1) Scale mismatch between the synapse-synapse level and the kind of description you want to acquire about the nervous system for a particular goal. He argues that the point at which the interesting neural computation works might be at the mesoscale. It might be enough to know the statistics of how nerve cells work at the synapse level if you want to predict behavior.
2) Structure-function relationships are elusive in the nervous system. It’s harder to understand the information that is being propagated to the nervous system because its purpose is so much more nebulous than a typical organ, like a kidney.
3) Computation-substrate relationships are elusive in general. The structure of an information processing machine doesn’t tell you about the processing it performs. For example, you can analyze in finest detail the microprocessor structure in a computer, and it will constrain the possible ways it can act, but it won’t tell you what actual operating system it is using.
Here is a link to the video of Movshon’s opening remarks. He also mentions the good-if-true point that the set of connections of C. elegans is known, but our understanding of its physiology hasn’t “been materially enhanced” by having that connectome.
The rest of the debate was entertaining but not all that vitriolic. Movshon and Seung do not appear to disagree on all that much.
I personally lean towards Seung’s side. This is not so much due to the specifics (many of which can be successfully quibbled with), but rather due to the reference class of genomics, a set of technologies and methods which have proven to be very fruitful and well worth the investment.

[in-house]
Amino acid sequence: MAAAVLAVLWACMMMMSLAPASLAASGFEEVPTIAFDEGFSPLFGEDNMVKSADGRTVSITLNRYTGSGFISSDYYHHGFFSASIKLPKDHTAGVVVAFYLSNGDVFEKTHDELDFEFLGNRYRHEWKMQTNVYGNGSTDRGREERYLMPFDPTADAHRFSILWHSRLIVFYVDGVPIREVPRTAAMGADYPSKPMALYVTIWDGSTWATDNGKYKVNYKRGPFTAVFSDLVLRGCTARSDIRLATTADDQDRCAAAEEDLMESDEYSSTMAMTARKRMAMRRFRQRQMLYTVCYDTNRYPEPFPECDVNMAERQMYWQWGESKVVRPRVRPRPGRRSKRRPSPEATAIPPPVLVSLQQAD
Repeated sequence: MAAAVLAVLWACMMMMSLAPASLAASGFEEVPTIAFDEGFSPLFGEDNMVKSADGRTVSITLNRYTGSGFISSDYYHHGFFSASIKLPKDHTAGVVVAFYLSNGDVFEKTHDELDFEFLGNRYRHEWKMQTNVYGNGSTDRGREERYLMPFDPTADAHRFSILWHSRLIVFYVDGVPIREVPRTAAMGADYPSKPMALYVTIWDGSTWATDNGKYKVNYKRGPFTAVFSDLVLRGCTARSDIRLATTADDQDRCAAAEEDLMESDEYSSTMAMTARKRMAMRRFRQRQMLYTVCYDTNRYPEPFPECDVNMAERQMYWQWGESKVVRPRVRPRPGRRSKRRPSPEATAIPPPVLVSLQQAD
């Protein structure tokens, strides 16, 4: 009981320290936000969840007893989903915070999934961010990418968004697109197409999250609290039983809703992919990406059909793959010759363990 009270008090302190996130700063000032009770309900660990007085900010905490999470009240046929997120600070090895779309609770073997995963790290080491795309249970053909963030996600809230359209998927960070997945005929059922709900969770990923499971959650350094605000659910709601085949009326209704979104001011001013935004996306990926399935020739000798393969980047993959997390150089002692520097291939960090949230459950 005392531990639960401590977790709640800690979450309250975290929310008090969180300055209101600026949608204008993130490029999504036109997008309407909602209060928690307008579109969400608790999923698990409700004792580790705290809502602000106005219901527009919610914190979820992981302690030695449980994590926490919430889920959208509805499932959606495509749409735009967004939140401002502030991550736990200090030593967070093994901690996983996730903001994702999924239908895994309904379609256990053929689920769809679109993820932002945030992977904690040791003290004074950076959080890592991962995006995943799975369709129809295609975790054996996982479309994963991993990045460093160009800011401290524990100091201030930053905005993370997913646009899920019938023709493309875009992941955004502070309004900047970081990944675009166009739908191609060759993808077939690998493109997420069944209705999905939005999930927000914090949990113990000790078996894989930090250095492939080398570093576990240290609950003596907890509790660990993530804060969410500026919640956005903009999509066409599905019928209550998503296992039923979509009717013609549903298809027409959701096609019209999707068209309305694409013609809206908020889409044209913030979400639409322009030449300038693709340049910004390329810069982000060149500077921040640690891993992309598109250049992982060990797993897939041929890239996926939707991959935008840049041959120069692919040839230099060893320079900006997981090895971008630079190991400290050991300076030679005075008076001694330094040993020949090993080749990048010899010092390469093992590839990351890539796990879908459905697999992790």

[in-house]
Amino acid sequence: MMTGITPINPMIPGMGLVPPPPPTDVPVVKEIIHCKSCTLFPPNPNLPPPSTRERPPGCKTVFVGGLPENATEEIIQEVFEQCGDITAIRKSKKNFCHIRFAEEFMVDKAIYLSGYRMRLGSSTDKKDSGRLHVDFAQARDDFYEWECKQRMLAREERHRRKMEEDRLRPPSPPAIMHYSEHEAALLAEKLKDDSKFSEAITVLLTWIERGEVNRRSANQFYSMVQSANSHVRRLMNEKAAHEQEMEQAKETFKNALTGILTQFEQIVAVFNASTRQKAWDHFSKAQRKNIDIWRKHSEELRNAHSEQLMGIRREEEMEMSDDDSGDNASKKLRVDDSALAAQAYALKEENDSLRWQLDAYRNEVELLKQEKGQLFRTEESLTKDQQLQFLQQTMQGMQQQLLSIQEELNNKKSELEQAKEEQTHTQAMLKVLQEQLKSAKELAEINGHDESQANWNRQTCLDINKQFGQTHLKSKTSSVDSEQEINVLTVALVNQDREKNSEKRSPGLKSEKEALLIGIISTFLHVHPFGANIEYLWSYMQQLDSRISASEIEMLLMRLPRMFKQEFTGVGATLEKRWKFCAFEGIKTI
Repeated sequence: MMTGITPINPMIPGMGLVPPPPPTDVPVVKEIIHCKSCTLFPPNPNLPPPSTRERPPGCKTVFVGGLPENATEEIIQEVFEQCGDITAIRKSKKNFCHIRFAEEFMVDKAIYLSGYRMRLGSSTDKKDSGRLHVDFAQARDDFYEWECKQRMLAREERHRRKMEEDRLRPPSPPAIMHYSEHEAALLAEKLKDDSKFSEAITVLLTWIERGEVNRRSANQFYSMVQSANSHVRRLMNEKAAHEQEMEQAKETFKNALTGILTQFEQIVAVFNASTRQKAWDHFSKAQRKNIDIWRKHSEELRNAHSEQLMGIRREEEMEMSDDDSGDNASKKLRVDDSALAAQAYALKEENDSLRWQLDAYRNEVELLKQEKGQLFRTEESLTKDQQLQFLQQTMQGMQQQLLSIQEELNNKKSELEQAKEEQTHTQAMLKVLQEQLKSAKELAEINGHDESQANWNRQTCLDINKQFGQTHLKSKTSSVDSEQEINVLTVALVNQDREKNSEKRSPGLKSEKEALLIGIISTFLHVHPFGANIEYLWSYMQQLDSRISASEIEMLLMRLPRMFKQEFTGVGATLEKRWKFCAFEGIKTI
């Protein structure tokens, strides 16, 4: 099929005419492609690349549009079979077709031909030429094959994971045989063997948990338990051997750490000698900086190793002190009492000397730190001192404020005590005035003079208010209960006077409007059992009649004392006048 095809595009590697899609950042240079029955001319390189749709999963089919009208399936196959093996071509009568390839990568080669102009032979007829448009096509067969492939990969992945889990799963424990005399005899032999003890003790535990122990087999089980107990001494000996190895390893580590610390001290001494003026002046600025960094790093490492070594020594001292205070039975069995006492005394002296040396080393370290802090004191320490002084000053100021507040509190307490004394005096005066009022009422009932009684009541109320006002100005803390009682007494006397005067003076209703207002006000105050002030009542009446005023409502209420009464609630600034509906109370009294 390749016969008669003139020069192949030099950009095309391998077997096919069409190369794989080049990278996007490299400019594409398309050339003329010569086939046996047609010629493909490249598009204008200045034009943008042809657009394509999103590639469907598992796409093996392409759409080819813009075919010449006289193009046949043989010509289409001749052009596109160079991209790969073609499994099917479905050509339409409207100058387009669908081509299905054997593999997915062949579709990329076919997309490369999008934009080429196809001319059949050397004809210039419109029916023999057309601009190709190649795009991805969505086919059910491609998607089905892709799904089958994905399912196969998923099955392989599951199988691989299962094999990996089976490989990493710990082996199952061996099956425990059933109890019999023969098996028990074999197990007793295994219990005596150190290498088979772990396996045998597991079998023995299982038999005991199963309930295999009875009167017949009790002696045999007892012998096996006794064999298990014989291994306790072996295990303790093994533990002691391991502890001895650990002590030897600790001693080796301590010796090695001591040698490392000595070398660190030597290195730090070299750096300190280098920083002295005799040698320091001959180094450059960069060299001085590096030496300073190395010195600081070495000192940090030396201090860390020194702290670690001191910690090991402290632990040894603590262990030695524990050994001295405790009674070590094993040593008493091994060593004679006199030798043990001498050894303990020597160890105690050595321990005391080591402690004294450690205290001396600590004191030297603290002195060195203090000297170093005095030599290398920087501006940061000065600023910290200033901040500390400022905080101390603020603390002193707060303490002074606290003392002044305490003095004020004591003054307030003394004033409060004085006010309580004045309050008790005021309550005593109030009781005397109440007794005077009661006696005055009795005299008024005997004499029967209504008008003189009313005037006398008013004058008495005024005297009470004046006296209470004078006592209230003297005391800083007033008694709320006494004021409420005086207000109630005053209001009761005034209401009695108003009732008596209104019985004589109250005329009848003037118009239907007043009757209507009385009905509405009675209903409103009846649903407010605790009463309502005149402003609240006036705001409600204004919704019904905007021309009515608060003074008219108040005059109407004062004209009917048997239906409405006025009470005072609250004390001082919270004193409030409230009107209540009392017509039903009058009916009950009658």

Certain visual inputs can be consistently interpreted in more than one way. One classic example of this is the young-woman/old-woman puzzle:
An important finding related to these types of illusions is that we don’t perceive both possibilities at once, but rather switch spontaneously between them.
Buesing et al.’s recent study formalized a network model of spiking neurons, equivalent to sampling from a probability distribution, and used it on a quantifiable model of such visual ambiguity, binocular rivalry.
This allowed them to show how spontaneous switches between perceptual states can be caused by a sampling process which produces successively correlated samples.
In particular, they constructed a computational model with 217 neurons, and assigned each neuron a tuning curve with a preferred orientation such that the full set of orientations covered the entire 180° interval.
They then ran a simulation of these neurons according to their rules for spiking and refraction, computed the joint probability distribution, projected it in 2-d, and drew the endpoints of the projections as dots, shown below. They took samples every millisecond for 20 seconds of biological time.
Note that there is a fairly homogenous distribution across the whole orientation spectrum, indicating a lack of preference for one direction. You might think of the above as the resting state activity, as there was nothing to mimic external input to the system.